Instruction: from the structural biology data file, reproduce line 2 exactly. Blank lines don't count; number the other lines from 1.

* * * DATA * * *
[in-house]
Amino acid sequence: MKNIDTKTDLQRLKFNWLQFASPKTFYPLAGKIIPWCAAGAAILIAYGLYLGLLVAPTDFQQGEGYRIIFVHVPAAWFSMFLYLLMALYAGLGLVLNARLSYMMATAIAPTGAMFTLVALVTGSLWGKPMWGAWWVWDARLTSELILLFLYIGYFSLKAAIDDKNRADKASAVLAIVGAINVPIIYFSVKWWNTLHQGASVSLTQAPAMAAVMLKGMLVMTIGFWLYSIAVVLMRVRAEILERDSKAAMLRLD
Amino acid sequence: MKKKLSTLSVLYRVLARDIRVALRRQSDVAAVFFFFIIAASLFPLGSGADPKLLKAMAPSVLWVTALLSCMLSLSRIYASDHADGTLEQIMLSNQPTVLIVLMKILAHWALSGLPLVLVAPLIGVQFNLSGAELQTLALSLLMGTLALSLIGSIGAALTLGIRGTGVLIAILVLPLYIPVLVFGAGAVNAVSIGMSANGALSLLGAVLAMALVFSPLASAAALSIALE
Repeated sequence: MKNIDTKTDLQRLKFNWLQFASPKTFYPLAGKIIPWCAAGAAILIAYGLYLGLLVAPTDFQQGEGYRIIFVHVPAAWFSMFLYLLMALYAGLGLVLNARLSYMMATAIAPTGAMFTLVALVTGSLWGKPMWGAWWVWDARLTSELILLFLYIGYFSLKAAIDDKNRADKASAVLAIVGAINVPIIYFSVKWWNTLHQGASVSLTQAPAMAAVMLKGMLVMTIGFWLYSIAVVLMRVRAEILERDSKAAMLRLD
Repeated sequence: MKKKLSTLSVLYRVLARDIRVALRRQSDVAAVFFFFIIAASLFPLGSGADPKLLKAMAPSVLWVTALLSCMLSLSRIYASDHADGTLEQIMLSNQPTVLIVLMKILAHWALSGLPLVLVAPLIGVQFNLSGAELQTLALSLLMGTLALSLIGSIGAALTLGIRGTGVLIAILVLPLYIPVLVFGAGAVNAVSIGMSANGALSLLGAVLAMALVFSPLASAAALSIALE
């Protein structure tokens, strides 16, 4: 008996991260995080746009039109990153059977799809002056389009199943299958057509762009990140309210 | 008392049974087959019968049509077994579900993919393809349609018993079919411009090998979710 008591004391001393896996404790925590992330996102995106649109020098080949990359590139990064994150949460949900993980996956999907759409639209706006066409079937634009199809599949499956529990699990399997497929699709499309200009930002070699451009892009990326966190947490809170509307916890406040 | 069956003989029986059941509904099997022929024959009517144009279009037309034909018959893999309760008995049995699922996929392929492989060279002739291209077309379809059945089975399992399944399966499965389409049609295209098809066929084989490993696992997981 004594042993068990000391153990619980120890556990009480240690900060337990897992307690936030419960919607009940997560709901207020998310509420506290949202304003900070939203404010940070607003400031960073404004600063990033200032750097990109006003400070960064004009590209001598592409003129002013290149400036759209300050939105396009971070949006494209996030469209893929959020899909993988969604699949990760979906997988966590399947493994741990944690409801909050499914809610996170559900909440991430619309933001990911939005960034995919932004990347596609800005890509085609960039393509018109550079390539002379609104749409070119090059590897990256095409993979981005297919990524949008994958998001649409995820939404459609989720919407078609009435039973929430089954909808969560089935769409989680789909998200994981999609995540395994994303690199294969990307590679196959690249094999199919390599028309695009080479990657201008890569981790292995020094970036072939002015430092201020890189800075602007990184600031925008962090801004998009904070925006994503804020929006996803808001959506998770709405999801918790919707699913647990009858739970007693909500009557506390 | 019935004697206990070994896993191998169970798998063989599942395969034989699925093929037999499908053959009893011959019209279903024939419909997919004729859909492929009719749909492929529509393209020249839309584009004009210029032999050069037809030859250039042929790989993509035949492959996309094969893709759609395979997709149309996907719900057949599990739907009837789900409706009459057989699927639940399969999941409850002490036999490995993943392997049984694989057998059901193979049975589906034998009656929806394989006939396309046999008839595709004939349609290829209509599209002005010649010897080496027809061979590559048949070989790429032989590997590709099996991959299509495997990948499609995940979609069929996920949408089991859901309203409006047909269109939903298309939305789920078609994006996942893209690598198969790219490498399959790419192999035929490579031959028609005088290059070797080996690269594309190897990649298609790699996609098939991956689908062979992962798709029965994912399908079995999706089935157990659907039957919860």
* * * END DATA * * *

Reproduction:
Amino acid sequence: MKNIDTKTDLQRLKFNWLQFASPKTFYPLAGKIIPWCAAGAAILIAYGLYLGLLVAPTDFQQGEGYRIIFVHVPAAWFSMFLYLLMALYAGLGLVLNARLSYMMATAIAPTGAMFTLVALVTGSLWGKPMWGAWWVWDARLTSELILLFLYIGYFSLKAAIDDKNRADKASAVLAIVGAINVPIIYFSVKWWNTLHQGASVSLTQAPAMAAVMLKGMLVMTIGFWLYSIAVVLMRVRAEILERDSKAAMLRLD